Summary: WD7500 Is The New Boss
With peak data rates up to 95 MB/s, the 750 GB top-of-the-line member in the Caviar SE 16 family is the fastest 7,200 RPM hard disk we've seen in our test labs to date. Even the median value of nearly 75 MB/s is on a par with that of the 10,000 RPM Raptor drive WD1500, and its minimal transfer rates clearly trump those of the competition. However, it still cannot beat the 74 GB version WD740. Because slower rotation speed translates into longer rotational latencies before actual data access begins, the average access time of 13.3 ms also can't really keep up with the 8 ms posted for the WD Raptor. Beyond that, however, the rest of our benchmarks should give WD plenty to cheer about. In particular, the I/O performance in the file server and database server schemas is noticeably superior to that of other 7,200 RPM drives Compare Prices on Caviar 750 GB Drives.
The temperature reading on the top surface of this drive hovered around an acceptable 118° F (48° C) after several hours of constant activity, though it's clear that this drive requires active cooling. In the same situation, four-platter drives like the Barracuda 7200.10 read at nearly 124° F (51° C), and Hitachi's five-platter monster 7K1000 raises the mercury to almost 128° F (53° C). One or more fans, or a cooling cage, are definitely indicated for any or all of these drives.
With a three year warranty on the drive, WD is neither the best nor the worst in the field. It's probably worth observing that Seagate offers a five year warranty, but also can't guarantee that it will replace a defective drive with the identical model. For RAID arrays where identical drives are a must, this isn't terribly helpful. In view of its posted performance, the new 750 GB Caviar appears a likely candidate for installation in entry-level servers. Those who want RAID versions of these drives will have to wait for WD to release them, those will be specially designed for constant, 24/7 operation.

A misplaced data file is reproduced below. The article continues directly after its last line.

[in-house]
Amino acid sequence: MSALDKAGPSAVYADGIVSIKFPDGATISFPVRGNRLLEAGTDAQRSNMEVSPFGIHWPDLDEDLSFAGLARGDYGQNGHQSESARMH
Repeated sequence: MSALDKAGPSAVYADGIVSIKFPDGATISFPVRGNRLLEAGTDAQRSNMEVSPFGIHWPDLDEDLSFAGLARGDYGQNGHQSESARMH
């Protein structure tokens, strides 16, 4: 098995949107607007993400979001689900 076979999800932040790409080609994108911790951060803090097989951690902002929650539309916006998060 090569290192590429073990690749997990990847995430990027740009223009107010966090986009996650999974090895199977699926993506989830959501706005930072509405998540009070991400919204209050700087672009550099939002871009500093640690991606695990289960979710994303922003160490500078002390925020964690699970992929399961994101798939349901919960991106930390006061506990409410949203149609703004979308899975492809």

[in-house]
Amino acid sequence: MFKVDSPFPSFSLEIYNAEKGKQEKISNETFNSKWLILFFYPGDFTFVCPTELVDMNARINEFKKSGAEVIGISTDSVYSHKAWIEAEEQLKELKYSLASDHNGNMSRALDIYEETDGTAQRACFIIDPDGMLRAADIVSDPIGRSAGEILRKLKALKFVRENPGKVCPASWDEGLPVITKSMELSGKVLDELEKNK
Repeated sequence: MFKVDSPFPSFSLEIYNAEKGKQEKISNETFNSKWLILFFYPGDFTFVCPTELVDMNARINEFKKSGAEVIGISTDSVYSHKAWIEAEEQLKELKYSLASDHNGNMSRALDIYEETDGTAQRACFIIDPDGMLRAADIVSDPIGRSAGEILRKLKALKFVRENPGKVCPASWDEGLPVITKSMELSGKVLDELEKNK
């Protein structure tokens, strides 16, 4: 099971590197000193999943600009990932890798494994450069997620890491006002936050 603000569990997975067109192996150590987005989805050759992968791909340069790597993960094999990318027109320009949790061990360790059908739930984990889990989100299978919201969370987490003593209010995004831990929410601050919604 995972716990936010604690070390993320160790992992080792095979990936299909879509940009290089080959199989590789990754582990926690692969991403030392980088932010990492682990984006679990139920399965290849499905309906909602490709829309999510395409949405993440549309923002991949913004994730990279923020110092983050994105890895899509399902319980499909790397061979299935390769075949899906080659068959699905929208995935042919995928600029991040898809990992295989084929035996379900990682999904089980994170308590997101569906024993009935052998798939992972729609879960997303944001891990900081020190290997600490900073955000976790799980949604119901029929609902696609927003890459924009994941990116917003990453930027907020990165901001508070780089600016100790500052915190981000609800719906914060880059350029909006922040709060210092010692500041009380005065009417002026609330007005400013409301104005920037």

As far as installation in a high-end desktop goes, the WD7500 is a big winner. If you leave money out of the consideration process, this drive is the best choice on performance grounds. If the 400 or 500 GB drives come in at prices under $100 and $130 respectively, the Caviar SE16 models will clearly outstrip the competition. We're also watching for the pending appearance of the Seagate Barracuda 7200.11 family, and the new Samsung HD102UJ (1 TB) and HD752LJ (750 GB) with great interest as well.
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